“The last five years have been humbling for me and our company in many ways,” he said. “One of the main lessons I’ve learned is that building products people love isn’t enough.”
“I’ve gained more appreciation that the internet’s story isn’t straightforward,” he said. “Privacy and safety need to be built into the metaverse from day one. So do open standards and interoperability.”
“This period has also been humbling because as big of a company as we are, we’ve also learned what it’s like to build on other platforms,” he added. “Living under their rules has profoundly shaped my views on the tech industry. I’ve come to believe that the lack of choice for consumers and high fees for developers are stifling innovation and holding back the internet economy.”
“We’ve tried to take a different approach,” he said. “We want our services to be accessible to as many people as possible, which means working to make them cost less, not more.”
“That’s the approach we want to bring to helping to build the metaverse,” he stated. “We plan to sell our devices at cost or subsidized to make them available to more people. We’ll continue supporting side-loading and streaming from PCs so people have a choice, rather than forcing them to use the Quest Store to find apps or reach customers. And we’ll aim to offer developer and creator services with low fees…”
According to Zuckerberg, the metaverse will reach a billion people within the next decade, host hundreds of billions of dollars of digital commerce, and provide jobs for millions of creators and developers.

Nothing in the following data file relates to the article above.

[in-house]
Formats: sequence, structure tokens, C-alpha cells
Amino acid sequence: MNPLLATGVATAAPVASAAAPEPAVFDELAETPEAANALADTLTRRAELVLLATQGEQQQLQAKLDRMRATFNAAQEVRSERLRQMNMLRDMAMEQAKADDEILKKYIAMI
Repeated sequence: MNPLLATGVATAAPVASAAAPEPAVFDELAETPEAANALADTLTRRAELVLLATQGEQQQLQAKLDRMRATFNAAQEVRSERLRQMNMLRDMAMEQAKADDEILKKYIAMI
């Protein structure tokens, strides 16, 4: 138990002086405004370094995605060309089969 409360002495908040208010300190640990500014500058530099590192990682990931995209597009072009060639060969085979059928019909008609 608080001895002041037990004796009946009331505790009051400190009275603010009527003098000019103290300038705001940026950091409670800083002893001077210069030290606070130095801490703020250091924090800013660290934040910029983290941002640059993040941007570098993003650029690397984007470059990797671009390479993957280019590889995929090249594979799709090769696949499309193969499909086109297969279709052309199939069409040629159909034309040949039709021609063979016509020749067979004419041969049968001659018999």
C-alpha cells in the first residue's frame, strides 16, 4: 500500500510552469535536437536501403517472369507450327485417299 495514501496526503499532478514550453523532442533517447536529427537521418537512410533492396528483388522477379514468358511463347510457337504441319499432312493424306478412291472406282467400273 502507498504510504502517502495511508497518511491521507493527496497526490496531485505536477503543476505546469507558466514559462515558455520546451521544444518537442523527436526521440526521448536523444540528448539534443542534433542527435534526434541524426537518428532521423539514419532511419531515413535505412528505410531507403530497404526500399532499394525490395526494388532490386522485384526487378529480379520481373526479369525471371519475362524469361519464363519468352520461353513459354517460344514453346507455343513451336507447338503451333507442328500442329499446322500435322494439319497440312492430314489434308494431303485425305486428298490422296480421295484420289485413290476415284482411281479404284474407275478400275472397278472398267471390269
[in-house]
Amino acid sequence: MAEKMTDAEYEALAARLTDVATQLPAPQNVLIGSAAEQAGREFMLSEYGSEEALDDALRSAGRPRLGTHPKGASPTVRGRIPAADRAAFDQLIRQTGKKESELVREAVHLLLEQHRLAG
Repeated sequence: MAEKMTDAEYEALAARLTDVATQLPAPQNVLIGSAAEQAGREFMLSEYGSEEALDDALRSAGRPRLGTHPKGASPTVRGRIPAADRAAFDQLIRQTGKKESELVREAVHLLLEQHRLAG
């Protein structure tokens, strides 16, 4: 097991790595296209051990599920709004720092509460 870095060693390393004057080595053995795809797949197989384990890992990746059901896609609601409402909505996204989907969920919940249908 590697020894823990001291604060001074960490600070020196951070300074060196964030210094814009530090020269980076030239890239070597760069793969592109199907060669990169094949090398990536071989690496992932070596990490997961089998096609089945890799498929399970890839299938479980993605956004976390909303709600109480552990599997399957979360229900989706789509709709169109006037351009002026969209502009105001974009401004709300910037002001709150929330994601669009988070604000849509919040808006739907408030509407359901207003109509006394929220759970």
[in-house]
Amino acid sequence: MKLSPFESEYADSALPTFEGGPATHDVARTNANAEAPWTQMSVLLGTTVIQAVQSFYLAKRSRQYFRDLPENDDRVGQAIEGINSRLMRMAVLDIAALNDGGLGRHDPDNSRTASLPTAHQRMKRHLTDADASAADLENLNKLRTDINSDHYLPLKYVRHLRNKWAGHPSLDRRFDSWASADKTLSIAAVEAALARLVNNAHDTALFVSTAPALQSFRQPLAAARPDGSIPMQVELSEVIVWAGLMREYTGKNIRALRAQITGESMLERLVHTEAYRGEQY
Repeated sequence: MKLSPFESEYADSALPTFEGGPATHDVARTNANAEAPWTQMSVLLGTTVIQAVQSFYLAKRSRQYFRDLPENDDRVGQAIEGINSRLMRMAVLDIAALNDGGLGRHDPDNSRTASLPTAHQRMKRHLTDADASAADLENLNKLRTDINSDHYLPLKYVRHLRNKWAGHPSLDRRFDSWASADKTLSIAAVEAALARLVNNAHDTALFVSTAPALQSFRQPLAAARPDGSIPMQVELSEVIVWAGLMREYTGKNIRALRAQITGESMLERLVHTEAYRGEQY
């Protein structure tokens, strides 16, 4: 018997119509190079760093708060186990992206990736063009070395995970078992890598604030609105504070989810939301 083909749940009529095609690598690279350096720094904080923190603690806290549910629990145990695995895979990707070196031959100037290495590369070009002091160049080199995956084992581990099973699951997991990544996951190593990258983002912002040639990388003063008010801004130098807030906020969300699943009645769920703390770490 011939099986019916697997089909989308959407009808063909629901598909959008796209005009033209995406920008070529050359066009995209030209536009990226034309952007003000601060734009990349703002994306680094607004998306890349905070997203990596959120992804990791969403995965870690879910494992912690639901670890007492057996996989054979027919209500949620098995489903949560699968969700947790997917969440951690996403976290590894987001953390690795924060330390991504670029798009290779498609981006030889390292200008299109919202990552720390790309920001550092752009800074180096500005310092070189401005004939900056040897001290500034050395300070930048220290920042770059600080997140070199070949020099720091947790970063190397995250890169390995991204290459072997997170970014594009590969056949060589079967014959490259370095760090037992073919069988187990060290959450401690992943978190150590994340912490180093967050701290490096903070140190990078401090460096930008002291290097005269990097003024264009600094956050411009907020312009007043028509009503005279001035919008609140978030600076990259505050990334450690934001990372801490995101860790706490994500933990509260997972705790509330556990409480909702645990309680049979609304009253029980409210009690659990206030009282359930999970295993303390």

Name change reason
Then Zuckerberg explained the reasons to rebrand under the name ‘Meta.’
“Today we’re seen as a social media company,” he wrote. “Building social apps will always be important for us, and there’s a lot more to build. But increasingly, it’s not all we do. In our DNA, we build technology to bring people together. The metaverse is the next frontier in connecting people, just like social networking was when we got started.”
“Right now our brand is so tightly linked to one product that it can’t possibly represent everything we’re doing today, let alone in the future,” he said. “Over time, I hope we are seen as a metaverse company, and I want to anchor our work and our identity on what we’re building towards.”
“We just announced that we’re making a fundamental change to our company,” he said. “We’re now looking at and reporting on our business as two different segments: one for our family of apps and one for our work on future platforms. The metaverse encompasses both social experiences and future technology. As we broaden our vision, it’s time for us to adopt a new brand.”
“Our mission remains the same – it’s still about bringing people together,” he stated. “Our apps and their brands aren’t changing either. We’re still the company that designs technology around people.”
“But all of our products, including our apps, now share a new vision: to help bring the metaverse to life,” he added. “And now we have a name that reflects the breadth of what we do.”
“From now on, we will be metaverse-first, not Facebook-first,” he concluded. “That means that over time you won’t need a Facebook account to use our other services. As our new brand starts showing up in our products, I hope people around the world come to know the Meta brand and the future we stand for.”